Where to Find the Files Received via Bluetooth on Your Windows Phone

One of our readers asked us where he can find the pictures transferred from another device to his Windows Phone, via Bluetooth. To answer his questions, I've made a couple of experiments and I've learned that Microsoft's approach to storing the files received via Bluetooth is different than that of other platforms. Also, it is not very easy to figure out at first. Depending on the types of files you transfer, files get stored in a different place. Here's how to find the files you transfer via Bluetooth to your Windows Phone.

Where to Find the Pictures Received via Bluetooth

Some of the most popular files that are sent over Bluetooth to all kinds of devices, are the photos you take with your smartphone. As you might expect, Windows Phone stores these photos in the Photos app. Click or tap its entry in the Apps list.

To find the newly transferred pictures, tap the albums entry in the Photos app.

Inside the albums folder, you will find a subfolder named Saved Pictures. Tap on it.

This is the place where you will find all the pictures you received via Bluetooth, including those shared via messaging apps like Whatsapp.

If you want to browse your Windows Phone from a Windows PC, and access these pictures manually, they are stored is Pictures -> Saved Pictures, on your phone's internal memory or SD card (if your smartphone has an SD card which is set as the default location for storing images).

Where to Find the Videos Received via Bluetooth

Sending videos via Bluetooth isn't quite as popular as sending pictures because these files tend to be large and the transfer takes a very long time.

If you do receive a video file via Bluetooth, you will find it in the same folder as the pictures received via Bluetooth: Saved Pictures. Personally, I found this confusing because I was expecting the videos to be stored in the Music+Videos hub.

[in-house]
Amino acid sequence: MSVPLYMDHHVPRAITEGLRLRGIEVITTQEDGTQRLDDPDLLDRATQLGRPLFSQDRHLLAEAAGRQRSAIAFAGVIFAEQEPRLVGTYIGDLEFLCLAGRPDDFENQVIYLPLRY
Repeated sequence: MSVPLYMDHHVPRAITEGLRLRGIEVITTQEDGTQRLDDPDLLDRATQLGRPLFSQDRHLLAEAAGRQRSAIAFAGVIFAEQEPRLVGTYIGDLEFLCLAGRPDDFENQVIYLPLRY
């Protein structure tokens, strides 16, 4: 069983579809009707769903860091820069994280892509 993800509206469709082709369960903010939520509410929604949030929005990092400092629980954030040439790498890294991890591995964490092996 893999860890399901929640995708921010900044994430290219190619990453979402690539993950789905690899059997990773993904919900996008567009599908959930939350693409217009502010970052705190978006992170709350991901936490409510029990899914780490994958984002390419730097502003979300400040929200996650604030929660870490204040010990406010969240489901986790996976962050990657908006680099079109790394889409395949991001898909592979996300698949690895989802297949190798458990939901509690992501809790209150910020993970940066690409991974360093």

Because the video files you receive via Bluetooth are treated the same as the pictures, they are stored in the same physical location: go to Pictures and then to Saved Pictures on your phone's internal memory or SD card.

Where to Find the Music Files Received via Bluetooth

If you just received a music file via Bluetooth on your Windows Phone, open the Music+Videos hub.

To find the transferred file(s) go to music, in the collection screen.

You will see the file(s) listed there, together with the other music files available on your Windows Phone.

Another way of getting to your file is to flick the screen to the left, until you land on the new screen. The first thing you will see listed is the album containing your newly received file(s). All you have to do is tap on it and Windows Phone will immediately start playing the file(s) received.

If you want to browse your Windows Phone's internal memory or SD card from a Windows computer, you will find the music files you transferred via Bluetooth by going to Music -> Artist Name -> Album Name. The artist and album name are folders that will be generated based on the meta information stored in the music files you transferred.

Where to Find the Documents, Spreadsheets or Presentations Received via Bluetooth

You may also transfer documents over Bluetooth. Files such as Word documents, Excel spreadsheets or PowerPoint presentations.

Whenever you receive a document, it will be made available in the Office app.

Open the Office hub and tap phone. This is the location where all your document files are stored, including those transferred via Bluetooth.

Physically, all the documents you receive via Bluetooth are stored inside the Documents folder on your smartphone's internal memory.

Where to Find Other Files Received via Bluetooth

It may happen that you used Bluetooth to transfer other types of files, not found amongst Windows Phone's known file types and which don't have any app associated with them. For example, you may receive a ".pdf” file. If you didn't install a "pdf reader” app on your Windows Phone, you won't be able to open this type of files.

Once you install an app that can handle a certain file type, you should be able to open the files you transferred via Bluetooth, using that app. In the screenshot below, you can see an example of how ".pdf” files can be accessed using the PDF Reader app I installed from the Store.

IMPORTANT NOTE: Except the file types shared in the previous sections of this article, all the other files are stored in temporary and hidden physical locations. You cannot find any of them by simply browsing through your phone's internal memory or SD card.

Conclusion

Transferring files via Bluetooth between smartphones or other devices is commonly done nowadays. As you've seen in this guide, Windows Phone 8 has a different way of classifying and storing the files you transfer, depending on their type and the apps you have installed. I hope you found this guide useful and, if you have any questions, don't hesitate to ask using the comments form below.